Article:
Leading women in science dispel career mistruths
Female trailblazers in medical research bust five industry myths as they seek better balance for themselves, and future generations.
By Harriet Edmund
Six female leaders in medical research have come together for the first time in a bid to encourage more women to build successful – and enduring – careers in science.
On the eve of International Women’s Day Professor Fabienne Mackay, head of the School of Biomedical Sciences at the University of Melbourne, will host a panel event called ‘My Brilliant Career’.
The free public forum will uncover the lessons these highly accomplished and diverse women have learned. They unite to help others avoid being squeezed out of the profession or defer from achieving their dream of advancing human health.
While progress has been made, men still hold 60 per cent of senior positions within the Australian Medical Research Institute’s 49-member organisations, according to 2018 data. But, gender diversity is not the only issue up for discussion by the panel, featuring Professor Kathryn North AC, Director of the Murdoch Children’s Research Institute and Laureate Professor Ingrid Scheffer AO, of the University of Melbourne and Austin Health.
Knowing how to navigate ways to continue research momentum, handle career interruptions due to family responsibilities, secure funding and build confidence are just as important for career success.
“Role models will not ask aspiring young women what would help them, but rather what stops them,” says Professor Mackay, an expert in autoimmunity and oncology.
“At a point in your life something will drive your passion, it will come early or later depending on the person, but once you have that passion nothing should stop you.”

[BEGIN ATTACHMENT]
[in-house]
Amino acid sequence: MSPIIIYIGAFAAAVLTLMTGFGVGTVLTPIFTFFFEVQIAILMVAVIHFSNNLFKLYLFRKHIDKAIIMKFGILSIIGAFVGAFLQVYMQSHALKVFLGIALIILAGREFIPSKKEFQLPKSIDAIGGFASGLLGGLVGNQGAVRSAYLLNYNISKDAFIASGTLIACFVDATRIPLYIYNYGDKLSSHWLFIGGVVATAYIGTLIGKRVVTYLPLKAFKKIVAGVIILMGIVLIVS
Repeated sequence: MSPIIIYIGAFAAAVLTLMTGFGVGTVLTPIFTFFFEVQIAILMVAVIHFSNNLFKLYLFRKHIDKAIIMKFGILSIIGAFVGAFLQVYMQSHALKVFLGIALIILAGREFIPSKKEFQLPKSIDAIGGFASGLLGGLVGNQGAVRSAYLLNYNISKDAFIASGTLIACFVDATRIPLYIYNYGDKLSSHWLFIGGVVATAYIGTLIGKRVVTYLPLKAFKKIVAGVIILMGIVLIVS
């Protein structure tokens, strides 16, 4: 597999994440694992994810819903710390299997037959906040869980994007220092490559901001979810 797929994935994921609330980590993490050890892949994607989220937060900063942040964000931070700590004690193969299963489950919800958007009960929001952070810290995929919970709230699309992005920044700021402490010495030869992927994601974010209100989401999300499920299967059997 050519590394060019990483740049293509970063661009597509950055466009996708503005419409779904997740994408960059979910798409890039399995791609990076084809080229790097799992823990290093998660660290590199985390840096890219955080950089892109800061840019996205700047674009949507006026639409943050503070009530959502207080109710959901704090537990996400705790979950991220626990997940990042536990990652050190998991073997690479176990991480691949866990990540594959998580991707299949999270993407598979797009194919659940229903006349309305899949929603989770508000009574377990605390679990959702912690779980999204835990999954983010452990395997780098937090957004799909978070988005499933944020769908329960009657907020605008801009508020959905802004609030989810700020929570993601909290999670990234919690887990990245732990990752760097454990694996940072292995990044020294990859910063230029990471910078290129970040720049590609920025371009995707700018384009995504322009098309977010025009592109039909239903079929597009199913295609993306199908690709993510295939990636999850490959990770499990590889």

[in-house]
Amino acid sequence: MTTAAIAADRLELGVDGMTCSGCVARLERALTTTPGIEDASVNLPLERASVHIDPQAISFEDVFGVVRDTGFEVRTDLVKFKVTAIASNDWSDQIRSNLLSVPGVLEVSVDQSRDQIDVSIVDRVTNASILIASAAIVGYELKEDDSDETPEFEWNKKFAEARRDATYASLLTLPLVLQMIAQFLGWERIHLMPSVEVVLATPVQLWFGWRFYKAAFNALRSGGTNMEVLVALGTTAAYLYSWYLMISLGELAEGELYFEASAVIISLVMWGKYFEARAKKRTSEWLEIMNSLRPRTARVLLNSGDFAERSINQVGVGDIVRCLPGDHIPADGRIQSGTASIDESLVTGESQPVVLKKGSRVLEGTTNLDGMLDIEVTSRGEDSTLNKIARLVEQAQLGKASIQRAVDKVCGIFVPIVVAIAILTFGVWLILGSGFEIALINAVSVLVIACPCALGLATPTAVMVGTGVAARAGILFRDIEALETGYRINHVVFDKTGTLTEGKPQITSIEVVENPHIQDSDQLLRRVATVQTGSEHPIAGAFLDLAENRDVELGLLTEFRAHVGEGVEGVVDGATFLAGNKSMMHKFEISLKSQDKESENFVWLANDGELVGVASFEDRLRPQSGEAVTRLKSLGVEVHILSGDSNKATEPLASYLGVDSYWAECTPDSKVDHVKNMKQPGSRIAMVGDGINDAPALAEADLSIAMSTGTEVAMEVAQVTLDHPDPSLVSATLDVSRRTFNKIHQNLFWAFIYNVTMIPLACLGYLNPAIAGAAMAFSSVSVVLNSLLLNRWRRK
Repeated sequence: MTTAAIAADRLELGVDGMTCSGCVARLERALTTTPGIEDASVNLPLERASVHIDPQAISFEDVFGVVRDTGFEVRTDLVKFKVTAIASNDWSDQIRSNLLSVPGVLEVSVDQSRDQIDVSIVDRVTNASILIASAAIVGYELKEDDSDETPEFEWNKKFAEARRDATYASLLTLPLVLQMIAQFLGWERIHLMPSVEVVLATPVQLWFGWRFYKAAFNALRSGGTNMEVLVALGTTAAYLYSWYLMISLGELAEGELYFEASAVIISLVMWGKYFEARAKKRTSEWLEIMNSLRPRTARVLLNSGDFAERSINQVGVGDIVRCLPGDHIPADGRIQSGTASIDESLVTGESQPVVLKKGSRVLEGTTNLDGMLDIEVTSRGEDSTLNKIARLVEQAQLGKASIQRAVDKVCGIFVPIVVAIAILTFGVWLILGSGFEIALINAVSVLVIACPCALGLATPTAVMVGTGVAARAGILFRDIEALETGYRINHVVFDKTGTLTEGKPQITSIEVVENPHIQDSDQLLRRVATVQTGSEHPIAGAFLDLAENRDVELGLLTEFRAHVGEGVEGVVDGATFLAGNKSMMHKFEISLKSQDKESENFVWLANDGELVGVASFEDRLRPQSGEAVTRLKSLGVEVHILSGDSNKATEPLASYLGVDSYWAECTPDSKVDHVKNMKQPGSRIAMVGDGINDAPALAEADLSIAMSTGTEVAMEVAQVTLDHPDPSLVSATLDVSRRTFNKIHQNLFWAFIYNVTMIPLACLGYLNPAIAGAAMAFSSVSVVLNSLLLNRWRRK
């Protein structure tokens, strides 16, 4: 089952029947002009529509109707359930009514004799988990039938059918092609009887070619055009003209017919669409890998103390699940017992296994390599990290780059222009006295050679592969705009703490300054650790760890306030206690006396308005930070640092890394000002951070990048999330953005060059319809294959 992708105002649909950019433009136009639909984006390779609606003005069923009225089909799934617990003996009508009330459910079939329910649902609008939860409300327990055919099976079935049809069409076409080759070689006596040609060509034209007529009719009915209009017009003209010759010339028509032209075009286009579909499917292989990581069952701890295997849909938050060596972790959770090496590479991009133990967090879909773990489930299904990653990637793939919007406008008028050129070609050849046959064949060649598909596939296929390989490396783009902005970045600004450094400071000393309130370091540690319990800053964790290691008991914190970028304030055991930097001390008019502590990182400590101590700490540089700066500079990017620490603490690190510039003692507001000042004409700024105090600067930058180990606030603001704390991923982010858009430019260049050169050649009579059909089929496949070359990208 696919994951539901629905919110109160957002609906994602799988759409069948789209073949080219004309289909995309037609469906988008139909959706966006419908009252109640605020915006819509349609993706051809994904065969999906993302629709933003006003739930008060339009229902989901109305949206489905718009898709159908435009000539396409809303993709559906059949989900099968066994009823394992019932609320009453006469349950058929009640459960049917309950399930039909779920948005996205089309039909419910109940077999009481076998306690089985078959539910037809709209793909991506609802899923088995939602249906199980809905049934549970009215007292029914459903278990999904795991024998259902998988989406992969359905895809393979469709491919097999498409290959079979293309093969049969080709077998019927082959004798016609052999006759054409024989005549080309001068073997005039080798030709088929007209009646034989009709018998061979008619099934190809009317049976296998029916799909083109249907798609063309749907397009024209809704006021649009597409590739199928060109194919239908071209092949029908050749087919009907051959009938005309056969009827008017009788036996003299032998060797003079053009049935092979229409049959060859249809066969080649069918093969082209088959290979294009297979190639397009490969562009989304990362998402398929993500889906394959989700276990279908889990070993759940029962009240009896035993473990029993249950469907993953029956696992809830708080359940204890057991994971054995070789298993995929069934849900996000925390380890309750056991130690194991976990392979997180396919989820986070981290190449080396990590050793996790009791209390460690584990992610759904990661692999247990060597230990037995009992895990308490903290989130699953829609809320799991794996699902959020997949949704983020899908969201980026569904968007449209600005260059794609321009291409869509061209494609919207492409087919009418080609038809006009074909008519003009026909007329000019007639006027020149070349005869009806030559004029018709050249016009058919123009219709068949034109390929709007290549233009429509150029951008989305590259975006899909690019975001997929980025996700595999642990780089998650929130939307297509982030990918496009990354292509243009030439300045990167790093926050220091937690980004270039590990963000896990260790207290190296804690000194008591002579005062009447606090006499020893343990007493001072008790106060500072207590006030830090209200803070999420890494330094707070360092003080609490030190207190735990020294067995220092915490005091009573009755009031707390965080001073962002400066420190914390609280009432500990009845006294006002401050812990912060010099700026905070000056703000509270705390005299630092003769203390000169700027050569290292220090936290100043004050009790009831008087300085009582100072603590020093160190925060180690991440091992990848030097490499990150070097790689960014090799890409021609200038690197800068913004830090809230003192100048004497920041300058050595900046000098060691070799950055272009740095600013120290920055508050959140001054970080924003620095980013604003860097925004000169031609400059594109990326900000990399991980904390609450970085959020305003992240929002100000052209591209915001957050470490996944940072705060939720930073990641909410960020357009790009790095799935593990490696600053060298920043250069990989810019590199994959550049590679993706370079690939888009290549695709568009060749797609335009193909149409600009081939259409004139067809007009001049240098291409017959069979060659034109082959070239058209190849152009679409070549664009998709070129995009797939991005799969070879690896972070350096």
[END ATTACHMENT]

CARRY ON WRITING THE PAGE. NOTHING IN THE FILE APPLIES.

To help, here are the myths these women have dispelled during their illustrious careers in science.
MYTH 1: You can’t have it all
When it comes to Balance for Better, the theme of this year’s International Women’s Day, Professor North reminds women in medical research that they “can have it all, just not all at once.”
“There are different stages of your life where you have to take time out – you can’t do it all and you have to be kind to yourself and allow that,” says the David Danks Professor of Child Health Research at the University of Melbourne.
Whether it’s taking time to have children or shifting your career focus or priorities, it’s important to plan ahead, she adds.
“If you have a five-year plan, you can remain proactive and keep your brain in the game while achieving the balance you need.”
MYTH 2: Industry is the easy option
Career pivots are not always easy, says Dr Andrea Douglas Senior Vice President, Organisation Transformation and External Affairs for CSL Limited. She recalls being told her move from academia to industry 20 years ago, was “taking the easy option”.
“At the time, many of my academic colleagues either directly said or indirectly thought that IQ drops by 20 or 30 when you leave academia and go to industry. But it’s a myth – working in industry can be extremely challenging and you should not look at what you’re doing and think it’s easier or different.
“To me, it’s about being open that there are so many different aspects to life and careers and they are all important in their own way. To translate medical research into new therapies, you need all of those pathways.”